October 2006 Volume 5 No.1
www.U4.no September 2007 - No. 11
Corruption and doing business in Serbia Small and Medium-Sized Enterprises (SMEs) have been described as ‘the backbone’ of the economy of the Western Balkans.1 Indeed, with SMEs making up 99% of Serbian companies, employing 53% of the working population, this is certainly true for Serbia. A significant amount of companies is still state-owned, but privatisation is anticipated for the majority of these companies in the years to come. Both private and state-owned companies experience corruption, though of different kinds.
AntiCorruption Resource Centre www.U4.no
by Vera Devine
Download this brief from www.U4.no/themes/private-sector
The following brief will shortly present available data on corruption in the process of doing business in Serbia. It will then give an outline of the types of corruption businesses face, and of some problems contributing to the problem; finally, it will present some responses taken so far and needs identified.
Policy framework Private sector development has been one of Serbia’s strategic objectives set out, inter alia, in the 2004-2010 Poverty Reduction Strategy Paper, and in the 2005 National Strategy for EU accession. A specific Strategy for the Development of SMEs spans the period from 2003 to 2008. An Agency for the Development of Small and Medium-Sized Companies was already created in 2001. In a recent statement, the new Deputy Prime Minister of Serbia announced his government’s objective of Serbia becoming one of the most competitive economies in Europe, and the country joining the European Union by 2014.2 The challenges are significant: businesses operate in spite of bureaucracies with extremely low capacities, most of which have yet to develop a service culture that would understand its role as a facilitator for business growth; there is a lack of adequate infrastructure, and business skills are not yet sufficiently developed. Serbia has applied, in 2004, to join the World Trade Organisation, and is expected to ratify the Central European Free Trade Agreement (CEFTA) in September 2007. With regard to state-owned enterprises, privatisation3 is being pursued, although less vigorously than the key financial institutions (World Bank, IMF, EBRD) would argue for. The process is, in part, being troubled by politicians’ realisation of the potentially high political price, and the impact on social peace that the privatisation of ‘strategic’ enterprises has. But shying away from unpopular decisions has also helped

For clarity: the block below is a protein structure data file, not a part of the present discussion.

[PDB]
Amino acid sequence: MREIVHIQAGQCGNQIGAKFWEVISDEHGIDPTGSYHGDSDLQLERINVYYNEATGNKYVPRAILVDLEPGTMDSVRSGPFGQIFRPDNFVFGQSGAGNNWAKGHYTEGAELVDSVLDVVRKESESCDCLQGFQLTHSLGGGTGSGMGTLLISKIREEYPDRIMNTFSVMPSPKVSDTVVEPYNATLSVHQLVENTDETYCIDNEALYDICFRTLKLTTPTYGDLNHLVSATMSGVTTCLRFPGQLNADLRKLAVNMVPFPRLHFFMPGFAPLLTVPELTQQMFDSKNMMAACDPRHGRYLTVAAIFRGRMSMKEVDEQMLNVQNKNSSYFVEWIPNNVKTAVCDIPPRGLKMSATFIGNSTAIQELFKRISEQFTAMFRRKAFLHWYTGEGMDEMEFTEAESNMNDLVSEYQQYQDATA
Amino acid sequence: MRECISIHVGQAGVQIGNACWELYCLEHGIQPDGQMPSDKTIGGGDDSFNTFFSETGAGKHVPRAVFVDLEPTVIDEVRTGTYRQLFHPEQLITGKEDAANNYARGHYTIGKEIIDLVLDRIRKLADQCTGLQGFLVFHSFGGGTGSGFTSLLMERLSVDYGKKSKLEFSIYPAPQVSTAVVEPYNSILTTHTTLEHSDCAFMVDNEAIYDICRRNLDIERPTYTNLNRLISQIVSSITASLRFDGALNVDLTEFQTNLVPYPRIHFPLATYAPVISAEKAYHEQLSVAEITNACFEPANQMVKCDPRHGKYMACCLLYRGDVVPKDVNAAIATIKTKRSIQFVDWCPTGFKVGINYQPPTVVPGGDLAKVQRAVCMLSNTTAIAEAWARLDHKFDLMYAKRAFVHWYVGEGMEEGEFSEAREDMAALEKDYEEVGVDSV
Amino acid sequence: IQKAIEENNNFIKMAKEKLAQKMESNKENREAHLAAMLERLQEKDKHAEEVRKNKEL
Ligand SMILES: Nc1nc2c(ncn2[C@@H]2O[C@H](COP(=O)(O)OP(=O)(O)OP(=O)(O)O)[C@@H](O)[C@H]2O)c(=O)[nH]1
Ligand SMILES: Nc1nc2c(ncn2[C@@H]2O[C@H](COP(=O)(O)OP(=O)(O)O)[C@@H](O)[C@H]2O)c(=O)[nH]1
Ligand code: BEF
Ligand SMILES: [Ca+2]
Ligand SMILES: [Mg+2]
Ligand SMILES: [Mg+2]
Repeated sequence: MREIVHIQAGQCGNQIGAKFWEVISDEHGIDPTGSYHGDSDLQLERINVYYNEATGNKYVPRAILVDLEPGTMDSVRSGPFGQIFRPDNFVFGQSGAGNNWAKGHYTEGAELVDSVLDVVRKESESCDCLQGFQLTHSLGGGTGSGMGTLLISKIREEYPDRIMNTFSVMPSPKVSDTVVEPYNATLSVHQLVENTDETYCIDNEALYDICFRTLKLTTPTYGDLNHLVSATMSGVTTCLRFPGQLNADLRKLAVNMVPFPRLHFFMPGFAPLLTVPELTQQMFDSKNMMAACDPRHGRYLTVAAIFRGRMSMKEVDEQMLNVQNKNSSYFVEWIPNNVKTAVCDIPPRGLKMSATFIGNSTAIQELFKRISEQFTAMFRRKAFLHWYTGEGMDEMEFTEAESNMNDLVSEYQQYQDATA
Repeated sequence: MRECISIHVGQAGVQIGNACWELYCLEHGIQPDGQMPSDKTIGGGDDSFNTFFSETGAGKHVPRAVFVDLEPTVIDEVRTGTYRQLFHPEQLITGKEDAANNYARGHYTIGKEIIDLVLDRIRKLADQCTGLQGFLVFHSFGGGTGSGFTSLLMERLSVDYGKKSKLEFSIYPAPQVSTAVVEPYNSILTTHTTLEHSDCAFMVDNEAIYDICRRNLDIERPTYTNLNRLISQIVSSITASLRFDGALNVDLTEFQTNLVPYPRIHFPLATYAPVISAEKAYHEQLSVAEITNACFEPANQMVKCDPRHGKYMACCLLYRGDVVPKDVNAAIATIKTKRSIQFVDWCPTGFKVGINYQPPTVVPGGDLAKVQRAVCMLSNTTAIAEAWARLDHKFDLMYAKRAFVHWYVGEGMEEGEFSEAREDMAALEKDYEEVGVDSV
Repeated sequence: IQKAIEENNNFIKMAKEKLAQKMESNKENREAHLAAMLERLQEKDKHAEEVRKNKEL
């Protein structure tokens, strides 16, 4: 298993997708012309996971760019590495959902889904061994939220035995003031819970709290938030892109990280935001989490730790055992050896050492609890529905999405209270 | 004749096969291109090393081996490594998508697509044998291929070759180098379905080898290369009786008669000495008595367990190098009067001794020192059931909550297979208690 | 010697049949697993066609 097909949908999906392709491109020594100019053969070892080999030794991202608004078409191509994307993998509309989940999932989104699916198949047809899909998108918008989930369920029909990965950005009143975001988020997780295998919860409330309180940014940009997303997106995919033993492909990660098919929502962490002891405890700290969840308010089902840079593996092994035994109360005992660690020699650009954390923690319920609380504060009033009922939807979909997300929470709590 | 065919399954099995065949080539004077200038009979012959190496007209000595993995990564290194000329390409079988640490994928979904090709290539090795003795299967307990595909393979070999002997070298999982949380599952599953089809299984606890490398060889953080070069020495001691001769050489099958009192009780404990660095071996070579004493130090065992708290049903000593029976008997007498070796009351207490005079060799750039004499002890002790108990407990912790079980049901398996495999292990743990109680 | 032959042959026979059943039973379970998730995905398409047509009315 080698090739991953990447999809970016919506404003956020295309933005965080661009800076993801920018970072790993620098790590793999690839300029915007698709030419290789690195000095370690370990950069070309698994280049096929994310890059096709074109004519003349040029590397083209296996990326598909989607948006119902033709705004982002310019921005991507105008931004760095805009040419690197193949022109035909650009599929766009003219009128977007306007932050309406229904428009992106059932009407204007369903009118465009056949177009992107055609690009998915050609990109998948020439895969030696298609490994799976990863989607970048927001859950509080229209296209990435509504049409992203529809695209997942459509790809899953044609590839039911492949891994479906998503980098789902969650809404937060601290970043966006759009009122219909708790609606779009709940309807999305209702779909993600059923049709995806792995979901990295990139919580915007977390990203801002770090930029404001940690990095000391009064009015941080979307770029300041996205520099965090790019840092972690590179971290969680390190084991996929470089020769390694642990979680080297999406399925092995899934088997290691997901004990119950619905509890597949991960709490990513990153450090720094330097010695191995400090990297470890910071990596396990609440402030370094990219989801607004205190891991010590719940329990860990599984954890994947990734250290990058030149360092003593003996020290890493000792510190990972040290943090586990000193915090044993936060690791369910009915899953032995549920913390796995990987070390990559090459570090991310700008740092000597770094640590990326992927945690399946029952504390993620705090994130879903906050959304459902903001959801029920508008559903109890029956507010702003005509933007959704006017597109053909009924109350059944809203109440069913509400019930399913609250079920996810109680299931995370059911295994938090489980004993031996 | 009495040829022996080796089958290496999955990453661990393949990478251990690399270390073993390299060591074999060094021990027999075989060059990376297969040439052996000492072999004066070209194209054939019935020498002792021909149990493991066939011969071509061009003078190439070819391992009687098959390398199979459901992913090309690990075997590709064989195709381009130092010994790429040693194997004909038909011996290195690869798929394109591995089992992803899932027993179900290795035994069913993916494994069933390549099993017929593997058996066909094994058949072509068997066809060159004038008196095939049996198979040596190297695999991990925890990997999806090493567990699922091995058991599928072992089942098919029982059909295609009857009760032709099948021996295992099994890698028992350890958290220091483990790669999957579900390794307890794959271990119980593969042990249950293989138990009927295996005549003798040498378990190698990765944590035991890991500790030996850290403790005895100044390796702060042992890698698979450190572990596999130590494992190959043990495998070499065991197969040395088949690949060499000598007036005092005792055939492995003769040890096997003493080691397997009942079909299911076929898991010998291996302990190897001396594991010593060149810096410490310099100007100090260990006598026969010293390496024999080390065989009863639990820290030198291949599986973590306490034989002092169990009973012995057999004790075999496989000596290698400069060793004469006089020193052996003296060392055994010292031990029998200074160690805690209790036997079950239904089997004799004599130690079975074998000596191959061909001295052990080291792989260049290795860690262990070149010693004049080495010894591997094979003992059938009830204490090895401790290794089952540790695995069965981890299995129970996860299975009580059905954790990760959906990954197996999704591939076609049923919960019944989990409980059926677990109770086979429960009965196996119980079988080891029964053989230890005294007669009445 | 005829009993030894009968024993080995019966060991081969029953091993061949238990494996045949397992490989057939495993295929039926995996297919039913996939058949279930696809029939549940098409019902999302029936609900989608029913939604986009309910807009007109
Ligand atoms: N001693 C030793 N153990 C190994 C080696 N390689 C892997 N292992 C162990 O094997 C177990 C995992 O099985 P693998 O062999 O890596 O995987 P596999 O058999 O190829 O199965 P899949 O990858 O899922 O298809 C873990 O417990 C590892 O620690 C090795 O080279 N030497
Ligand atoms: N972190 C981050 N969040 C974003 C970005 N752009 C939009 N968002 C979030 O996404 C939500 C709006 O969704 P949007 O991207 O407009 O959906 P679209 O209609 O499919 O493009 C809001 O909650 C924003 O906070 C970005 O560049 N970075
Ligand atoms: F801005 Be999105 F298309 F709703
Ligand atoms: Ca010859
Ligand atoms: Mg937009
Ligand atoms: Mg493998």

shifting the attention from the fact that massive amounts of subsidies from the state-budget are going into sustaining these enterprises; with directors and managers not being accountable to anybody but the party through which they were appointed, and possibly substantial amounts of money being siphoned off into private pockets. The resistance, to date, to establish a strong independent external audit function can partly be attributed to the potential of revealing cash flows to these companies.
Problems and Responses Survey data
The 2005 EBRD-World Bank Business and Enterprise Environment Survey (hereafter: BEEPS), the most representative survey capturing both state-owned and private businesses in transition economies, paints a rather sober picture on obstacles to doing business in Serbia.4 Compared to 2002, the number of companies which reported that corruption was a problem for doing business had risen to 50% (compared to 30% in 2002). Corruption as a perceived problem for doing business was worse in Serbia than in the rest of the region, and considerably worse than in other transition countries. At the same time, BEEPS found that bribes as the share of annual sales – the so called ‘bribe tax’ – was lower than in 2002, and lower than in the rest of region and other transition countries, suggesting that bribing had become more frequent, while the average size of the bribe had fallen. This has been interpreted as an indication that administrative corruption has been on the rise.
In a survey carried out in 2005 by the Serbian Agency for SMEs, 27% of respondents named the judiciary as the biggest problem when doing business. The BEEPS found this figure to be significantly higher:5 52% of respondents in 2005, compared to 35% in 2002, confirmed that the judiciary was a problem. These findings are complemented by figures on the public’s overall low trust in the judiciary (around 38% of respondents in a survey by Transparency International stated that corruption in the judiciary was widespread),6 and by qualitative analyses on doing business in Serbia.7 A number of reform strategies have been undertaken to, inter alia, ensure independence, and improve efficiency, account-
ability, and transparency of the judiciary. Among these are the 2006 Judicial Reform Strategy and Action Plan. The implementation of the Strategy is still at the early stages. Given that the reform of the judiciary is one of the priorities when seeking EU membership, the European Commission will monitor progress closely. This will hopefully provide a strong incentive for decisive implementation.
to focus on systematic and continued training of staff of the tax administrations on the one hand, and entrepreneurs and the public on the other hand on the significance of tax revenues for the functioning of the state. And finally, the government must also undertake convincing steps to prove to the public that taxes are put to good use.
Legal uncertainty and lack of implementation of new legislation